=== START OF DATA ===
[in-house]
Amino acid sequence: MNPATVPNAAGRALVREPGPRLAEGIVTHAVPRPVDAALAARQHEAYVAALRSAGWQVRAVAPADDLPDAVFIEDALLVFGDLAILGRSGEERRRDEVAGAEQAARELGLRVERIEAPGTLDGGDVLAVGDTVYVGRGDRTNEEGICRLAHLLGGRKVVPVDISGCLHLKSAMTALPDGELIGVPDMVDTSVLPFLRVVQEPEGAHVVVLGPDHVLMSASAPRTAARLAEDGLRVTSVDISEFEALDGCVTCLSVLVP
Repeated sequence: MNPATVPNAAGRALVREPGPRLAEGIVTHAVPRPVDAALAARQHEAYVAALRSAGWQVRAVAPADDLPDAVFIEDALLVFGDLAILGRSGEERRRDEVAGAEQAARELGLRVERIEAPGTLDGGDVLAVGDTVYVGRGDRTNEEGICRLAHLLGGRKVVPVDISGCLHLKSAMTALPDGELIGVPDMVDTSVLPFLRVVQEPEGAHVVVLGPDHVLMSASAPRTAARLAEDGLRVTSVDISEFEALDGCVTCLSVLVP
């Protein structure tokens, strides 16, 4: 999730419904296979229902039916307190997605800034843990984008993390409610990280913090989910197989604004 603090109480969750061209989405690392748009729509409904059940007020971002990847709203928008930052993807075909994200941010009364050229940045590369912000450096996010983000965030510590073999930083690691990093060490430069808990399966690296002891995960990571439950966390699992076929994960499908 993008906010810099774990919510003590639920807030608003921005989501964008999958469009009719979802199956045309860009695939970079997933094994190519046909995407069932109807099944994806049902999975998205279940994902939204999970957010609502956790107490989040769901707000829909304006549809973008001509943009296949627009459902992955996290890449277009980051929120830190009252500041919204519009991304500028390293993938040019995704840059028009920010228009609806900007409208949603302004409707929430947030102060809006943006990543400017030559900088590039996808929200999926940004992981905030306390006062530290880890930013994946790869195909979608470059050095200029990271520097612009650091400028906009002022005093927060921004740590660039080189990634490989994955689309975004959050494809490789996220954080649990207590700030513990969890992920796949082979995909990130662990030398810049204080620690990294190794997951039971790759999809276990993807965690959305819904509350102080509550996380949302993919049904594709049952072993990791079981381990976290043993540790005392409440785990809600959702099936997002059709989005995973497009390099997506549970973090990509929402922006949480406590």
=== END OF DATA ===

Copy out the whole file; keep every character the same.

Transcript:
[in-house]
Amino acid sequence: MNPATVPNAAGRALVREPGPRLAEGIVTHAVPRPVDAALAARQHEAYVAALRSAGWQVRAVAPADDLPDAVFIEDALLVFGDLAILGRSGEERRRDEVAGAEQAARELGLRVERIEAPGTLDGGDVLAVGDTVYVGRGDRTNEEGICRLAHLLGGRKVVPVDISGCLHLKSAMTALPDGELIGVPDMVDTSVLPFLRVVQEPEGAHVVVLGPDHVLMSASAPRTAARLAEDGLRVTSVDISEFEALDGCVTCLSVLVP
Repeated sequence: MNPATVPNAAGRALVREPGPRLAEGIVTHAVPRPVDAALAARQHEAYVAALRSAGWQVRAVAPADDLPDAVFIEDALLVFGDLAILGRSGEERRRDEVAGAEQAARELGLRVERIEAPGTLDGGDVLAVGDTVYVGRGDRTNEEGICRLAHLLGGRKVVPVDISGCLHLKSAMTALPDGELIGVPDMVDTSVLPFLRVVQEPEGAHVVVLGPDHVLMSASAPRTAARLAEDGLRVTSVDISEFEALDGCVTCLSVLVP
């Protein structure tokens, strides 16, 4: 999730419904296979229902039916307190997605800034843990984008993390409610990280913090989910197989604004 603090109480969750061209989405690392748009729509409904059940007020971002990847709203928008930052993807075909994200941010009364050229940045590369912000450096996010983000965030510590073999930083690691990093060490430069808990399966690296002891995960990571439950966390699992076929994960499908 993008906010810099774990919510003590639920807030608003921005989501964008999958469009009719979802199956045309860009695939970079997933094994190519046909995407069932109807099944994806049902999975998205279940994902939204999970957010609502956790107490989040769901707000829909304006549809973008001509943009296949627009459902992955996290890449277009980051929120830190009252500041919204519009991304500028390293993938040019995704840059028009920010228009609806900007409208949603302004409707929430947030102060809006943006990543400017030559900088590039996808929200999926940004992981905030306390006062530290880890930013994946790869195909979608470059050095200029990271520097612009650091400028906009002022005093927060921004740590660039080189990634490989994955689309975004959050494809490789996220954080649990207590700030513990969890992920796949082979995909990130662990030398810049204080620690990294190794997951039971790759999809276990993807965690959305819904509350102080509550996380949302993919049904594709049952072993990791079981381990976290043993540790005392409440785990809600959702099936997002059709989005995973497009390099997506549970973090990509929402922006949480406590």